Phonics (RWI)

The Read Write Inc Phonics Programme

Learning to read is the most important thing your child will learn at our academy. Children first learn to read and then they read to learn, therefore we put as much energy as we possibly can into making sure that every single child learns to read as quickly as possible.

We want your child to love reading – and to want to read for themselves. This is why we put our efforts into making sure they develop a love of books as well as simply learning to read.

How will my child be taught to read?

We start teaching phonics to the children in Nursery. The children begin by learning the picture and mnemonic that relates to each letter of the alphabet. They then begin to learn the letter sounds and how to blend these into words. Once children are able to blend sounds into words (e.g. c-a-t into cat) they will then begin to read short stories containing the sounds they have learnt. We teach the sounds in a cumulative order, so the children are always building on what they already know.

The children also practise reading (and spelling) what we call ‘red words’, such as ‘once,’ ‘have,’ ‘said’ and ‘where’. These are words that the children cannot decode through using their phonic knowledge. The children practise reading decodable books that match their phonics knowledge. Read, Write, Inc sets the children up to succeed so they are able to read every word in every story book they are given.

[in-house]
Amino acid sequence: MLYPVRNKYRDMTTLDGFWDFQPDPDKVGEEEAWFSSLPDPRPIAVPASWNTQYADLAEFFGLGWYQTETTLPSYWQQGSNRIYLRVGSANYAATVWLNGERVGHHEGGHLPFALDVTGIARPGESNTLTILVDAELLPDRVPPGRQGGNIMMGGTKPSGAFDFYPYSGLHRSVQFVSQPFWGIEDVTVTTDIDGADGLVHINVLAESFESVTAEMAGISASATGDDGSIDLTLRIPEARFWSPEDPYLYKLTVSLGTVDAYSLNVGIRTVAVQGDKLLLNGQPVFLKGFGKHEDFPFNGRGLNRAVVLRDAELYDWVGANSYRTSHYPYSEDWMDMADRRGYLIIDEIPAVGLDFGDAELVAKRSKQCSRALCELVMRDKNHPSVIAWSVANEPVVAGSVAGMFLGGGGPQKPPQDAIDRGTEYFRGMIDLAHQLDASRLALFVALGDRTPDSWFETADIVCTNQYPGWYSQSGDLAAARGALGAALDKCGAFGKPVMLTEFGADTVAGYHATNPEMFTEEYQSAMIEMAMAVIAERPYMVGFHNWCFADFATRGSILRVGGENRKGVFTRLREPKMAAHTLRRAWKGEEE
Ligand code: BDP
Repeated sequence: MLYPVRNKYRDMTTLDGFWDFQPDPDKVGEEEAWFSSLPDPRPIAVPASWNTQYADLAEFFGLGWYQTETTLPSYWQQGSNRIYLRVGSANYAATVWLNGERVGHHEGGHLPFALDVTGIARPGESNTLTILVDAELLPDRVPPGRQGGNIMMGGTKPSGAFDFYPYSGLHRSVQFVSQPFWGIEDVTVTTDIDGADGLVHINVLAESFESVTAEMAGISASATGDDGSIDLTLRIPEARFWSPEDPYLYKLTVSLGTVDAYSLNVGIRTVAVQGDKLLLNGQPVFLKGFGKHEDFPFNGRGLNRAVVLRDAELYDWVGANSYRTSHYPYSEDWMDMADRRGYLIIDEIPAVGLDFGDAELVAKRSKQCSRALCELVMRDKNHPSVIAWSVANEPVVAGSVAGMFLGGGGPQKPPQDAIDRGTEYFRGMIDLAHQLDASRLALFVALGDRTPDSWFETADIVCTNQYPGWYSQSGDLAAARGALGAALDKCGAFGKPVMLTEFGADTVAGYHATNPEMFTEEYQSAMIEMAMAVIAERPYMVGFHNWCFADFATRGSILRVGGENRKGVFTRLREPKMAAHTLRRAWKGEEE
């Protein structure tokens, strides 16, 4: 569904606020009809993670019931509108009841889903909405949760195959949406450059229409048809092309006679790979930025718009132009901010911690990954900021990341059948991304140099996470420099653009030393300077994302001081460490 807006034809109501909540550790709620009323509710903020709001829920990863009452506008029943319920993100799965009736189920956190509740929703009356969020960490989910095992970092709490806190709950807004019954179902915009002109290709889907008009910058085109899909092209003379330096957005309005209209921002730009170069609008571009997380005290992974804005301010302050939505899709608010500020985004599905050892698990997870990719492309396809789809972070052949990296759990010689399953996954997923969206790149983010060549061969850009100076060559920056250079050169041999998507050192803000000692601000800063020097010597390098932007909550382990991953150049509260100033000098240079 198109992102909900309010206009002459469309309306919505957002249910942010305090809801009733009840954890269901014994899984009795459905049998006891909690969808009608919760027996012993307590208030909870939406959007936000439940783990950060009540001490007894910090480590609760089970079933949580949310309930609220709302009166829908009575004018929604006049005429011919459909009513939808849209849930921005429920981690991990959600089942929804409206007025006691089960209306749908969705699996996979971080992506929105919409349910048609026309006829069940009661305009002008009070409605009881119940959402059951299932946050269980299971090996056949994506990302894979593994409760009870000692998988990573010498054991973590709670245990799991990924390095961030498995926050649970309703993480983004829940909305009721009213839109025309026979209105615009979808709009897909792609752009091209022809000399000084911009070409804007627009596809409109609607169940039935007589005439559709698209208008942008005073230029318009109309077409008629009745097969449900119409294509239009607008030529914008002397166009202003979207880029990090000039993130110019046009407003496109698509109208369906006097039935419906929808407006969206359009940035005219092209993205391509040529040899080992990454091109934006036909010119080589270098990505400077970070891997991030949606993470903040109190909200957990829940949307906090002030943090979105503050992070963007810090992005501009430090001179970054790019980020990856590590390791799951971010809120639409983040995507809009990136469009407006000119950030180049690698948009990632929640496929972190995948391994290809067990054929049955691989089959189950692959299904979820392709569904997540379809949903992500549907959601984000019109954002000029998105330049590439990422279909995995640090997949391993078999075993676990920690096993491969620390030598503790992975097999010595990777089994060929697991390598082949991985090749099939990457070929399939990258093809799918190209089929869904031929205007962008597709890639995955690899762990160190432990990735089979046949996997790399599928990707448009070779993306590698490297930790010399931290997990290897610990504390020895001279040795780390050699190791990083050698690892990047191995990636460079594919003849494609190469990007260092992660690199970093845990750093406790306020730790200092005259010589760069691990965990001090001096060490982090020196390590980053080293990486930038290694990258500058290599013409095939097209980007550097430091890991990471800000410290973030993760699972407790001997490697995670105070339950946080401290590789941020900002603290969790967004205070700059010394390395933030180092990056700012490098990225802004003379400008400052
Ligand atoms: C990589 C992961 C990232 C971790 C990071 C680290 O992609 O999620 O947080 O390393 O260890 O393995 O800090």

The teachers read to the children, too, so the children can develop their vocabulary and comprehension through a variety of stories, poetry and information books.

How will I know how well my child is doing?

We will always let you know how well your child is doing; this may be via termly reports, parents evening or messages in their reading logs.

Your child will be assessed every 6-8 weeks to ensure they are working at their correct challenge point within their phonics lessons. During phonics lessons your child will work with children who are at the same reading level. Children will move to a different group if they are making faster progress than the others or will have one-to-one support if we think he or she needs some extra help to keep up and you will be informed on how you can support this at home.

As your child moves through the school, they will also take part in individual reading comprehension assessments. The results of these will be shared with you.

In the summer term, Year 1 children also take part in a statutory phonic screening. This gives us extra information about their progress. You will be provided with information about this when your child is in year 1.

How long will it take to learn to read well?

By the end of Year 2, your child should be able to read aloud books that are at the right level for his or her age. In Year 3 we concentrate more on helping children to understand what they are reading, although this work begins very early on. This happens when the teacher reads to the children and also when the children read their own story book.

What can I do to help? Is there anything that I shouldn’t do?